Making it a no-brainer for businesses looking to upgrade their IT offering but troubled by the admin and expense of moving all that e-waste, Digital Wings doesn’t just collect old computers from the donor, it retrieves them from the recipient once they’ve lived their second life – safely dismantling and sustainably disposing of them, and replacing them as needed. Donors also receive comprehensive reports from Digital Wings, detailing the real-life impact of their donations on recipients.

“So there’s every reason for a business to get on board, and no reason not to,” says Di who, having secured three years’ funding for Digital Wings from the Ministry for the Environment, is now focused on training the right talent to take the programme to its next phase.

“I don’t believe in hoarding skills,” she says. “I’m a mentor kind of leader. I see leadership as not just leading, but creating other leaders. That’s been a pattern throughout my career, empowering others. If you’re empowering others in that education space, giving them the tools to be independent and to take destiny in their own hands… it goes out like a ripple. That really spins my wheels.”

Neelu Jennings: Sport Category Winner

In 2014, Neelusha Jennings (then Neelusha Memon), was feeling decidedly woozy when boyfriend Oliver Jennings proposed to her at the top of Mount Kilimanjaro, Africa’s highest peak.

“The joke is I said yes because I had altitude sickness, and that he asked me because he had altitude sickness!” In 2016, they got married. Last year, they had daughter Anya. Those were three joyous events in the life of a woman who has endured much.

Neelusha (Neelu), who lives in Lower Hutt, grew up in Christchurch. At 16, the keen sportswoman had been attending a snowboarding academy when she began coughing up phlegm. At hospital a doctor said it was flu and admitted her overnight for IV fluids. “Mum got a call at 4am saying I’d lost consciousness.” Neelu had the rare auto-immune disease Acute Disseminated Encephalomyelitis.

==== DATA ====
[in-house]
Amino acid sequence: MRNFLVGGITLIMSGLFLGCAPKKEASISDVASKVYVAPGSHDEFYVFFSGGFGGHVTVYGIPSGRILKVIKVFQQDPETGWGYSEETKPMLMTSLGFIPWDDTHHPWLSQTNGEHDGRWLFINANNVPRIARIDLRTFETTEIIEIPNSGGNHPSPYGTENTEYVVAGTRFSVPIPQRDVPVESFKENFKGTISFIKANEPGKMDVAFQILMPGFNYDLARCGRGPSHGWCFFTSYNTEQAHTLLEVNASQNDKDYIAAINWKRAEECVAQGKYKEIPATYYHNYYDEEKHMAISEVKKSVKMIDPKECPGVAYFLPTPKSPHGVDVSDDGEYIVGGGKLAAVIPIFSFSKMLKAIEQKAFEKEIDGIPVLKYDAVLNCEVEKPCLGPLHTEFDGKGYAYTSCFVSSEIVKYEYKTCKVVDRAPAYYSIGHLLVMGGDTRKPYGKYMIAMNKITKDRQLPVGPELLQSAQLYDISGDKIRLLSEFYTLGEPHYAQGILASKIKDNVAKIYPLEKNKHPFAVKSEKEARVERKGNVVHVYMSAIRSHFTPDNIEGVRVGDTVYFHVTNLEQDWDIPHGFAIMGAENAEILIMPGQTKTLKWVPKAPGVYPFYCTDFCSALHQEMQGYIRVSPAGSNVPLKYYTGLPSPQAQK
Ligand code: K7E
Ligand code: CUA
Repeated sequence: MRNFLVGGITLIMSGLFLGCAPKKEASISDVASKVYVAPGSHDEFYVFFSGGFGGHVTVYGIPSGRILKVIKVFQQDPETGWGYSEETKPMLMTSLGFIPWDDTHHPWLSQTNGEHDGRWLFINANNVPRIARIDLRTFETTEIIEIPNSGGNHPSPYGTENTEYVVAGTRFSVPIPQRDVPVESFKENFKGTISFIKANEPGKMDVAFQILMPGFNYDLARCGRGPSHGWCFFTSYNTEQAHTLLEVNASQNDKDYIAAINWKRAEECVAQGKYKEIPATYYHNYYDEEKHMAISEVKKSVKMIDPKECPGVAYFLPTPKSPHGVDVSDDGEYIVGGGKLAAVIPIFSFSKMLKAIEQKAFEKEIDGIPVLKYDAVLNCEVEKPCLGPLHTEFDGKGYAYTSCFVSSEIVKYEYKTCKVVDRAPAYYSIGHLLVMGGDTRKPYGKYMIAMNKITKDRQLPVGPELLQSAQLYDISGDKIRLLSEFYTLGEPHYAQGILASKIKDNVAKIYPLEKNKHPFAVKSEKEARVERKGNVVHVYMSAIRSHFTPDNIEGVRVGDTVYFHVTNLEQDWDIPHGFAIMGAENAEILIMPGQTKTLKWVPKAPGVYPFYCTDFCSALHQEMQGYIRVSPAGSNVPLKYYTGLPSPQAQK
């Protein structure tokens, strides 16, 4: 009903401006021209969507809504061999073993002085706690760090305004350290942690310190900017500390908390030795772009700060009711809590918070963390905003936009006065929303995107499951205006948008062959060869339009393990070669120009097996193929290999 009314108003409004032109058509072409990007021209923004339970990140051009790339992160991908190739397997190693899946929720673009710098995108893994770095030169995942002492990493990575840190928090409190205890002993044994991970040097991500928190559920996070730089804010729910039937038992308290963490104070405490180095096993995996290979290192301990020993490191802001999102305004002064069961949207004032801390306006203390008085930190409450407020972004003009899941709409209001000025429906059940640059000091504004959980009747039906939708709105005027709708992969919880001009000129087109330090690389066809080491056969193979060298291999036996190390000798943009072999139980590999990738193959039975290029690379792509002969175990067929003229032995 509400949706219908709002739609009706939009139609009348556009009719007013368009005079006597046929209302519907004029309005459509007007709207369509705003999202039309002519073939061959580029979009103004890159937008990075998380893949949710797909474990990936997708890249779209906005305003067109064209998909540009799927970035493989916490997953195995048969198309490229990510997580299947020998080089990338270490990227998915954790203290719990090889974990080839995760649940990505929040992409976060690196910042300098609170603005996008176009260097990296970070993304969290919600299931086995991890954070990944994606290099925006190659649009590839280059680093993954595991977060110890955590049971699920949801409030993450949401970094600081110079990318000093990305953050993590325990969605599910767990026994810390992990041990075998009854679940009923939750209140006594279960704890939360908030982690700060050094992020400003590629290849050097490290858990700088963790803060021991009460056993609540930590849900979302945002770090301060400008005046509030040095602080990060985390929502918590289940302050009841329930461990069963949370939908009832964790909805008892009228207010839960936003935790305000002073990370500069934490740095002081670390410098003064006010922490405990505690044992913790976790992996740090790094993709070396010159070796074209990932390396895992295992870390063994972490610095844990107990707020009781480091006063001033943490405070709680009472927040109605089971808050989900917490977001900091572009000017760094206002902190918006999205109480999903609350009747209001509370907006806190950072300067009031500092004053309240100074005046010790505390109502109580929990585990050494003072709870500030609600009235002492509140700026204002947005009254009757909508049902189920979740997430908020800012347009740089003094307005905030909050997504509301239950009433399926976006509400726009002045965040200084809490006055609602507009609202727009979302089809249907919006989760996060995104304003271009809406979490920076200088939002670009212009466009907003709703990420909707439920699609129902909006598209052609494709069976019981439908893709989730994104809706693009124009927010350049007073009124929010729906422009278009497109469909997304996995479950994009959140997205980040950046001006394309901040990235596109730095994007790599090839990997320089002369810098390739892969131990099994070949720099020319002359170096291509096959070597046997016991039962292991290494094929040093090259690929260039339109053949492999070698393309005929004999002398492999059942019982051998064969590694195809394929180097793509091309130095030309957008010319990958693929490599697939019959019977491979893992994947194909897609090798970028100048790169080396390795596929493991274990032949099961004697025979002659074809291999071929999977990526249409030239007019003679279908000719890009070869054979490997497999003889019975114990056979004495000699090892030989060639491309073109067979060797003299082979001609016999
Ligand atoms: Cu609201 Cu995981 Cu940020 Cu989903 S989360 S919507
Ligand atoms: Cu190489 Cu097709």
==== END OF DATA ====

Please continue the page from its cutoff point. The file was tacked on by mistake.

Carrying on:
Marked by sudden, serious inflammation in the brain and spinal cord, it also attacks the central nervous system. Neelu suffered a massive brain injury and spent four months in a coma. After waking, she couldn’t talk, walk, swallow, sit up or even see, with atrophied muscles. She cried every day, struggling to accept her state. She started painful, pain-staking rehab, spending eight months in hospital. She recovered most functions, but her balance and coordination are impaired and she’s legally blind. Although she can see shapes and colour, everything is blurred.

We’re chatting at Neelu’s home while Anya sleeps and Ollie’s at work. Neelu met him at an alpine club in 2013 after he offered to train with her. While it hasn’t been easy, she refused to let disability stop her from becoming a mum. “It’s incredibly hard, but such a joy. With Anya, I’m just nervous about not seeing everything, so I only walk around the block.”

Now 35, Neelu has set herself physical challenges ever since that initial rehab. “I wanted to see where I could get to.” She’s got to a lot of places. Starting cycling aged 19, she’s competed in the Paracycling World Champs, heli-skiied the Tasman Glacier, and climbed Mounts Kilimanjaro and Aspiring, among other achievements. She’s the first legally-blind person to complete multisport races the Crazyman, the Spring Challenge, and the Coast to Coast.

How has she done all this? Financially, with sponsorship, fundraising, and help from her parents. Practically, with support from able-bodied people, particularly mountain guide Gavin Lang and adventure-racing champion Nathan Fa’avae who kayaked Cook Strait with her. Neelu had to persuade Coast to Coast organisers to let her race with supporters, but ended up inspiring them to establish a tandem-team category of one person supporting another.

She wants us to reframe the way we see support and “to see that giving and receiving support is rewarding, not a weakness or a chore.”

In 2014, she began the campaign (now charity) ‘Limitless with Support’ to forge links between able-bodied and disabled people. “I want integrated sport to be big.” Integrated sports see able-bodied and disabled people play together in social teams (rather than having separate teams for the disabled). She’s led the way at a local level. With Hutt City Council’s help, she’s begun a weekly ‘sitting volleyball’ club and is helping plan the pilot for Walking Rippa (walking rugby).